Jesus Christ teaches us that God's providence and care extend to the smallest things, and most minute circumstances, when he says to his disciples, “ Are not five sparrows sold for two farthings ? and not one of them is forgotten before God, or shall fall on the ground, without your heavenly Father : But the very hairs of your head are all numbered.”
It may be of some importance to observe here, that there is a distinction and difference between the decrees of God, and his foreknowledge, as the words are commonly used. Divine foreknowledge is God's foreseeing future existence and events, and knowing from eternity what would take place in all futurity, to eternity, or without end. This foreknowledge is not only to be distinguished from the decree ; but must be considered as,
in order of nature, consequent upon the determination and purpose of God, and dependent upon it. For the futurition or futurity of all things depends upon the decrees of God; by these every created existence, and every event, with all their circumstances, are fixed and made certain ; and in consequence of their being thus decreed, they are the objects of foreknowledge ; for they could not be known to be future, unless they were so; and they were made so by the divine decree, and nothing else. If we may so speak, God foreknew all things, that were to come to pass, by knowing his own purpose and decrees, by which their existence was made certain. Had God decreed nothing respecting future existences, by creation and providence, there could have been no foreknowledge of any thing whatsoever. Hence the decrees of God may be certainly inferred from his foreknowledge ; for the former must be as extensive as the latter ; and nothing can be foreknown or seen to have a future existence, the future existence of which has not been made certain by a divine decree.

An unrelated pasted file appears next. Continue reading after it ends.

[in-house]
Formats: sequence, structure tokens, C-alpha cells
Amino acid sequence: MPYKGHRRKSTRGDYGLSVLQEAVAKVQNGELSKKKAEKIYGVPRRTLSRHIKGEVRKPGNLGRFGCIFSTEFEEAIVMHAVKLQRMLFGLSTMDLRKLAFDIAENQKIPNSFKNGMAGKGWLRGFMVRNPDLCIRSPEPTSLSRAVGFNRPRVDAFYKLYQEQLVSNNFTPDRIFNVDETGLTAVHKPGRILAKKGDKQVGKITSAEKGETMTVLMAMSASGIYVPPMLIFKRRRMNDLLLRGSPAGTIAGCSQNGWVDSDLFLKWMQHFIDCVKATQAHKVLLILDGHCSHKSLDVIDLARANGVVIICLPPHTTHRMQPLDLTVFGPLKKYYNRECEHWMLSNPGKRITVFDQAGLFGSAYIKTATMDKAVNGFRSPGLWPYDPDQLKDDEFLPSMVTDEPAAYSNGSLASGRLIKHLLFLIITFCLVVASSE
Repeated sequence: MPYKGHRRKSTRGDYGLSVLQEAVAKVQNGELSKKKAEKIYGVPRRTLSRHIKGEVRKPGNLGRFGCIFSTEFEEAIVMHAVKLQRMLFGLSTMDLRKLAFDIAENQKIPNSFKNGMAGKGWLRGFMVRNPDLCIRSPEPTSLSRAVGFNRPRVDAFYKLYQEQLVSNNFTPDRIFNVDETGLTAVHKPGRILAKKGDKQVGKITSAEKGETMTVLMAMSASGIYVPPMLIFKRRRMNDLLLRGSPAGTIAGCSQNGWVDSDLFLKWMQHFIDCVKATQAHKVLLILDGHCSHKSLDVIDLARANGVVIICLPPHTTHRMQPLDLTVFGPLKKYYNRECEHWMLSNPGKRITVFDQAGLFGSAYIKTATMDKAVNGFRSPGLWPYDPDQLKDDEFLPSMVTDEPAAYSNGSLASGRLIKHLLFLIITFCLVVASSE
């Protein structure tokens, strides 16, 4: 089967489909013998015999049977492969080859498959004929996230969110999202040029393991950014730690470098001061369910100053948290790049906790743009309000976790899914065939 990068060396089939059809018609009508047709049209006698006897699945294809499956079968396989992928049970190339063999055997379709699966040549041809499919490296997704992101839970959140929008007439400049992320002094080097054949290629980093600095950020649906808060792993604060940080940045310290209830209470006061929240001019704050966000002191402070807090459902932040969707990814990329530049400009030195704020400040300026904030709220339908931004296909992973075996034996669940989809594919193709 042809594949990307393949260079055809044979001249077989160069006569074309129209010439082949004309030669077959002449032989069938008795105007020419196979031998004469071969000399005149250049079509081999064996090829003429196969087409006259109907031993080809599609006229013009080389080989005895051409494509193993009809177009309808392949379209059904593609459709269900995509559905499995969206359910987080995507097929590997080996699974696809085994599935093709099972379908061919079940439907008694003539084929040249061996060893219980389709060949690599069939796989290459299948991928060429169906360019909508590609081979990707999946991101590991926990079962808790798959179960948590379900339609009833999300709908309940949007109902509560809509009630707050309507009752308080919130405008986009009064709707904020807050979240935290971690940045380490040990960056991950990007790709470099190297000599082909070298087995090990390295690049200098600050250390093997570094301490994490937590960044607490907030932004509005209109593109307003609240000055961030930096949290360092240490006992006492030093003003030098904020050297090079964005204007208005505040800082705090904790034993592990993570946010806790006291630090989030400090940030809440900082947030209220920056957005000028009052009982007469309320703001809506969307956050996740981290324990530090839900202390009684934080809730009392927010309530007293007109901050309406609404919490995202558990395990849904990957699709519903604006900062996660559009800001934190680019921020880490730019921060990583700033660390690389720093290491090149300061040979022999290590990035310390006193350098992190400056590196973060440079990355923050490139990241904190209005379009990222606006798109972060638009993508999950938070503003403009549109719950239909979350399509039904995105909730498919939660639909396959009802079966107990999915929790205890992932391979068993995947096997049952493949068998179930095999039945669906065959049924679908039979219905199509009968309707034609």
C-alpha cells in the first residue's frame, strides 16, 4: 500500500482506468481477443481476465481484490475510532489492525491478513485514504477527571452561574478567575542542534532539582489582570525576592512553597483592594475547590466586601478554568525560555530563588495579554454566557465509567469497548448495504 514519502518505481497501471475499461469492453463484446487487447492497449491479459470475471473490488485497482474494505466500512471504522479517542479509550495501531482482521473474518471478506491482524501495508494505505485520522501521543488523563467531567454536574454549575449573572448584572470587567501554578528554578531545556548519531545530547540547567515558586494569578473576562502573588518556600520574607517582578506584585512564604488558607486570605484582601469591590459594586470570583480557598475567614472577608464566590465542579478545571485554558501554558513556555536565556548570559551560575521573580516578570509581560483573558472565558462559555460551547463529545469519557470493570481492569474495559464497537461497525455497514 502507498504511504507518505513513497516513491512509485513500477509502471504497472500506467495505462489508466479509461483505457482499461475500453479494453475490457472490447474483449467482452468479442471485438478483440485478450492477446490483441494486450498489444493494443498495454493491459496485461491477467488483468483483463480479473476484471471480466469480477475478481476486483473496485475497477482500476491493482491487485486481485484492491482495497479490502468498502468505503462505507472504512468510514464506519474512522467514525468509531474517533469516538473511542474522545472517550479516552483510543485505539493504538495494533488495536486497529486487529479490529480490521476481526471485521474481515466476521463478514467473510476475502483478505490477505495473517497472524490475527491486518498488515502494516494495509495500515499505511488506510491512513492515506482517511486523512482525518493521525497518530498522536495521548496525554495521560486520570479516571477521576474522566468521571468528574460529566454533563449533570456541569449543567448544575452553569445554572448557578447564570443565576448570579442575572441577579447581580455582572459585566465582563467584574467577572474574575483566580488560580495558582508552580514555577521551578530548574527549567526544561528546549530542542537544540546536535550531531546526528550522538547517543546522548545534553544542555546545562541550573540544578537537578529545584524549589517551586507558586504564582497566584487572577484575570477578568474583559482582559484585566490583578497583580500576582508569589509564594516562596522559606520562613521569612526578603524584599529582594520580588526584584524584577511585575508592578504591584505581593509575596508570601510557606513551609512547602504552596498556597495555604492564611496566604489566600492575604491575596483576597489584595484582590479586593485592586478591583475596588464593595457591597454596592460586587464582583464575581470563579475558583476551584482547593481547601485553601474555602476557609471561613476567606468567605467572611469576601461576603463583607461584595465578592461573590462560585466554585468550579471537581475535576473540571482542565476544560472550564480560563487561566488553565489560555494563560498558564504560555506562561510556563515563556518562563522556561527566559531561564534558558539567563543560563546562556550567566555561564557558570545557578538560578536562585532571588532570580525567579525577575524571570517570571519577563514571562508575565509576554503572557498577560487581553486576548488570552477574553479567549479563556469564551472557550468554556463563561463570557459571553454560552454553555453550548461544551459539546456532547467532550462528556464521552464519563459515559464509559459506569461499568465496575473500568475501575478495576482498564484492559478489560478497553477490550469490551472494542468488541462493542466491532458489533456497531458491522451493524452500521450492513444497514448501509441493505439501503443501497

All future existences, events and actions, must have a cause of their futurition, or there must be a reason why they are future, or certainly to take place, rather than not. This cause must be the divine decree determining their future existence, or it must be in the future existences themselves ; for there is no other possible supposition. But the future existences could not be the cause of their own futurition ; for this supposes them to exist as a cause, and to have influence, before they have any existence, even from eternity. And if they may be the cause of their own futurition, or become future of themselves, then they might actually exist of themselves ; for by becoming future, their existence is made certain and necessary; therefore that which makes them certainly future, is really the cause of their existence. This therefore can be nothing but the divine de. cree, determining their future existence, without which nothing could be future, consequently nothing could be known to be future. They therefore who deny the doctrine of God's decrees, and yet acknowledge the omniscience of God, and that all future events were known to him from eternity, are really inconsistent : for if the